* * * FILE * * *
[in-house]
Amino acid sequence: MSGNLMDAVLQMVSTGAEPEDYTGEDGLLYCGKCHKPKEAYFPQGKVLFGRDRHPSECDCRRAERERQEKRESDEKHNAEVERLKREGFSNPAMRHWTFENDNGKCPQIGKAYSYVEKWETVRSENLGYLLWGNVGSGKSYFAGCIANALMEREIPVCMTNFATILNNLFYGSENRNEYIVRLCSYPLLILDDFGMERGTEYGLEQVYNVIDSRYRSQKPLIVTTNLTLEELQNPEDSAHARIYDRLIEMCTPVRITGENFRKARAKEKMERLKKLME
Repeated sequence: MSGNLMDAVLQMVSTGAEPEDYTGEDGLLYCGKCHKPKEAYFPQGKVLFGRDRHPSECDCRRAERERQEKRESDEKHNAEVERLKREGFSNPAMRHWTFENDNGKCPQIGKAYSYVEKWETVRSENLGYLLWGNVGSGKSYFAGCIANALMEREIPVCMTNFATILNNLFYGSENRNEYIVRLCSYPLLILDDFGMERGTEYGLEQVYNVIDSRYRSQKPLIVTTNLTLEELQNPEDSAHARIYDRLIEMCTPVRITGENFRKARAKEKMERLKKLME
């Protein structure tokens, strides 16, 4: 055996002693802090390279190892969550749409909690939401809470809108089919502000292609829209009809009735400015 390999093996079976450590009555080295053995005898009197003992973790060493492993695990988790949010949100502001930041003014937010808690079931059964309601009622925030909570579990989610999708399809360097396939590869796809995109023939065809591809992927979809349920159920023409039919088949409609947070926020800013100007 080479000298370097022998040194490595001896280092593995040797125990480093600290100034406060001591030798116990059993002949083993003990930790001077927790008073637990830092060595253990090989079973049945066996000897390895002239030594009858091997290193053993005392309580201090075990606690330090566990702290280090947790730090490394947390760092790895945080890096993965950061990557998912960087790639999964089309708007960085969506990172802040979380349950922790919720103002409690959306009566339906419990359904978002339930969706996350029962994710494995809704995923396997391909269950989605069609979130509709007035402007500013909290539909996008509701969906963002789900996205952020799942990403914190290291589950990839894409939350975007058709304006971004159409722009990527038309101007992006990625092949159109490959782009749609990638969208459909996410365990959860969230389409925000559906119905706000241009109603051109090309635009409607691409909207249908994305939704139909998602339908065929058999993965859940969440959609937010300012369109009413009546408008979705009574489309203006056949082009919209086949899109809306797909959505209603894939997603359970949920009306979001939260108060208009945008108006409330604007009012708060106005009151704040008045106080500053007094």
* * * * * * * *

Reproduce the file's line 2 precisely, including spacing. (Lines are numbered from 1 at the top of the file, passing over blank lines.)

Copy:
Amino acid sequence: MSGNLMDAVLQMVSTGAEPEDYTGEDGLLYCGKCHKPKEAYFPQGKVLFGRDRHPSECDCRRAERERQEKRESDEKHNAEVERLKREGFSNPAMRHWTFENDNGKCPQIGKAYSYVEKWETVRSENLGYLLWGNVGSGKSYFAGCIANALMEREIPVCMTNFATILNNLFYGSENRNEYIVRLCSYPLLILDDFGMERGTEYGLEQVYNVIDSRYRSQKPLIVTTNLTLEELQNPEDSAHARIYDRLIEMCTPVRITGENFRKARAKEKMERLKKLME